Hands, charged with feeling, play a central role in the paintings, drawings, and book illustrations of Ben Shahn (1898-1969). They are (in his hands) a transformable symbol, expressing at turns power, affection, longing, anguish, hope.
But his extraordinary depictions of fingers, thumbs, knuckles, fists - of clasping and grasping, reaching, holding and tenderly touching - are more than symbols. They seem to engage directly with meaning.
Shahn, a Lithuanian-born Jewish artist, came to America at the age of 8 and spent his early working life as a lithographer. He insisted that an artist was a visionary and that the technical and manual aspect of his work was never an end in itself. An artist was far more than a manually dexterous artisan.
Nevertheless, he had strong respect for certain kinds of workmanship.
Musicians, for instance, clearly fascinated him. In his drawings of them, their hands become almost a visual substitute for the issuing music we imagine and remember rather than hear.
And hands, for him, are no less the expressionistic tools of the visual artist who unites (ideally) hand and eye in the process of producing a work of art. At the very root of visual art in Jewish tradition is the letter, and Shahn's interest in letters and alphabets (he designed two) was deep. He found in ancient scripts, inscribed or carved, "a joy of workmanship that no time or weathering can erase."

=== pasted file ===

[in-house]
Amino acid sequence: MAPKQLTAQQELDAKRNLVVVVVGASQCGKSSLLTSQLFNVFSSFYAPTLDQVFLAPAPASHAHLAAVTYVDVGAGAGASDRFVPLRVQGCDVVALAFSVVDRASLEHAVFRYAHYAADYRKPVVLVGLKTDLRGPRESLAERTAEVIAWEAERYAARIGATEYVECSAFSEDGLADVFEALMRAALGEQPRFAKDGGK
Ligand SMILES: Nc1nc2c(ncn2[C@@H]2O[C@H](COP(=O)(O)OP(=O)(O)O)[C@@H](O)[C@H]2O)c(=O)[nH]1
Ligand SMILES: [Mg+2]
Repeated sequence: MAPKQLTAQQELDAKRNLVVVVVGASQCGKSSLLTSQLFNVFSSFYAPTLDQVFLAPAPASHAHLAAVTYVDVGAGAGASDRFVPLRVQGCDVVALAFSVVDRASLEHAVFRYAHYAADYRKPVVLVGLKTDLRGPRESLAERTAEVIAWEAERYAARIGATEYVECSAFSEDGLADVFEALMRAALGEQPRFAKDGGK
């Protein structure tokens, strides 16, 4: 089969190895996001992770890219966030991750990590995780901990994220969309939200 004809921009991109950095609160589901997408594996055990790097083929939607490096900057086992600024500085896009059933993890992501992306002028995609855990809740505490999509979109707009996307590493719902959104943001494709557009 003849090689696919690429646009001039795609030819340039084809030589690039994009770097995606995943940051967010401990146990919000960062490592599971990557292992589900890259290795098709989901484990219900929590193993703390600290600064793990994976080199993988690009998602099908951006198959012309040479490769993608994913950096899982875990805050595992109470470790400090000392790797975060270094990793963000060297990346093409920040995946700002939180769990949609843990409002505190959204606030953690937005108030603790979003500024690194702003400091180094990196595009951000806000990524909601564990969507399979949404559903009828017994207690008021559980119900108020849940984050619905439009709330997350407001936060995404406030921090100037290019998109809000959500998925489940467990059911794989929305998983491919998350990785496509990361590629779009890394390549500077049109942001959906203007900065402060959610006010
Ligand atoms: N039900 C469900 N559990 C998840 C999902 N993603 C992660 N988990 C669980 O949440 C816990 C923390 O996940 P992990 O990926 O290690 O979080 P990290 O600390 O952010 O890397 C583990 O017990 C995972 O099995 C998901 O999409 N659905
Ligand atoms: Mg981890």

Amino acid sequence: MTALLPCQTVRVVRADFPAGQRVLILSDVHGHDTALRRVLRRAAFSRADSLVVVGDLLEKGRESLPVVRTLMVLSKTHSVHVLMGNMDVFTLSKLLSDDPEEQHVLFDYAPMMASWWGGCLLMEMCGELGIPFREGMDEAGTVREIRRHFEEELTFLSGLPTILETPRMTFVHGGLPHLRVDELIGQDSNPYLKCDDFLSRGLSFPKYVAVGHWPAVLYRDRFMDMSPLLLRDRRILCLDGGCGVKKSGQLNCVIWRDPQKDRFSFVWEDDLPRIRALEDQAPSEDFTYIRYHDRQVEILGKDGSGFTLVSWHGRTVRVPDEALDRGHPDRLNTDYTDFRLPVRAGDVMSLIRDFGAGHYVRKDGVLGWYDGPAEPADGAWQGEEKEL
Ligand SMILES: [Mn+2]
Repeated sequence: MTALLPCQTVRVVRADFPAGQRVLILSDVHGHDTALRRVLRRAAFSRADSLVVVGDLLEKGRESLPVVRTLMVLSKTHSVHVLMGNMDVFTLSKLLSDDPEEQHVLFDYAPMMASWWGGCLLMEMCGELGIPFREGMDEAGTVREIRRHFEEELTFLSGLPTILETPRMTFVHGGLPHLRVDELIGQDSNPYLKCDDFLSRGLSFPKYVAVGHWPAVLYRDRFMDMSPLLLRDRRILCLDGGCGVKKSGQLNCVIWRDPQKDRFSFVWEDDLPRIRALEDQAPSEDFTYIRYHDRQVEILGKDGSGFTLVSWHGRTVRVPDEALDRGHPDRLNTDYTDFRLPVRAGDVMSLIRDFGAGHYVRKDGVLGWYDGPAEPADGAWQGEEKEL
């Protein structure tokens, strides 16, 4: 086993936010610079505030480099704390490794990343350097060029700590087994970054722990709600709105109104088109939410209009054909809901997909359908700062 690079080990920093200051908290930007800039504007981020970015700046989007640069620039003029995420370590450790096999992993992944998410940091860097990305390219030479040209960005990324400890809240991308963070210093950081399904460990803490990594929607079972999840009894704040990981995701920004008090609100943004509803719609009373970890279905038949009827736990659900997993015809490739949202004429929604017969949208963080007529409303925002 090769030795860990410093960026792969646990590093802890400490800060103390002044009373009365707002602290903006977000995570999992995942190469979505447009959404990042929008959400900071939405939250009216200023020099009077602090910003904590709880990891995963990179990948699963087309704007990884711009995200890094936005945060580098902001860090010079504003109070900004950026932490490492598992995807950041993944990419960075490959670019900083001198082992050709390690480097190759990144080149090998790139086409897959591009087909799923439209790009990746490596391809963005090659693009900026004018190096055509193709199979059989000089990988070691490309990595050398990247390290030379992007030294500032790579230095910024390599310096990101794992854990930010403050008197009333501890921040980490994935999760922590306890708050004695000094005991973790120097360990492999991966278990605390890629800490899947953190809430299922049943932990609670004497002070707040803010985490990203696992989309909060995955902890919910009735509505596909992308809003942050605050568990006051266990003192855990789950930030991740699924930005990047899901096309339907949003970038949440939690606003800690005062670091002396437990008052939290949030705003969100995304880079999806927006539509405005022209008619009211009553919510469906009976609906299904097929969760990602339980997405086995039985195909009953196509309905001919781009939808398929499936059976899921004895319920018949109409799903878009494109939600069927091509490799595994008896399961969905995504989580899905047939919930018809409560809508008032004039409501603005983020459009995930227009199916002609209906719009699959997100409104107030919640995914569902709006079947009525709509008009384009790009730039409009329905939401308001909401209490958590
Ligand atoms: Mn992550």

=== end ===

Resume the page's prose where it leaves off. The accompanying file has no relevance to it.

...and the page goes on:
"We may never know," he said, "who dictated the words, or under what circumstances they were made. But the skill remains there, the elaboration of shapes and rhythms, the understanding that must reside in the workman and in him alone. Small wonder that so many people have attributed the origins of the alphabets to their gods!"